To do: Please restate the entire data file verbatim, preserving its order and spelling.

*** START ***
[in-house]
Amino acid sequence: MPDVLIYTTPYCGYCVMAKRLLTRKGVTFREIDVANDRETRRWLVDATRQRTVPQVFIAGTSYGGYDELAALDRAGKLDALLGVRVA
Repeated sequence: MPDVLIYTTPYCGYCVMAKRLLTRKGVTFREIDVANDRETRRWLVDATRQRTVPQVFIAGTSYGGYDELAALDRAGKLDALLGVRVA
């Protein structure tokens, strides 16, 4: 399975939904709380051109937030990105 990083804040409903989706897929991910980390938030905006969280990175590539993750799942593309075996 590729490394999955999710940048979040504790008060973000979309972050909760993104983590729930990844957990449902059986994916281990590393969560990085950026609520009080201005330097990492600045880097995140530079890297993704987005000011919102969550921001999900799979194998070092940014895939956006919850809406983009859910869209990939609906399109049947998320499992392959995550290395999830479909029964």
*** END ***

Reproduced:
[in-house]
Amino acid sequence: MPDVLIYTTPYCGYCVMAKRLLTRKGVTFREIDVANDRETRRWLVDATRQRTVPQVFIAGTSYGGYDELAALDRAGKLDALLGVRVA
Repeated sequence: MPDVLIYTTPYCGYCVMAKRLLTRKGVTFREIDVANDRETRRWLVDATRQRTVPQVFIAGTSYGGYDELAALDRAGKLDALLGVRVA
């Protein structure tokens, strides 16, 4: 399975939904709380051109937030990105 990083804040409903989706897929991910980390938030905006969280990175590539993750799942593309075996 590729490394999955999710940048979040504790008060973000979309972050909760993104983590729930990844957990449902059986994916281990590393969560990085950026609520009080201005330097990492600045880097995140530079890297993704987005000011919102969550921001999900799979194998070092940014895939956006919850809406983009859910869209990939609906399109049947998320499992392959995550290395999830479909029964």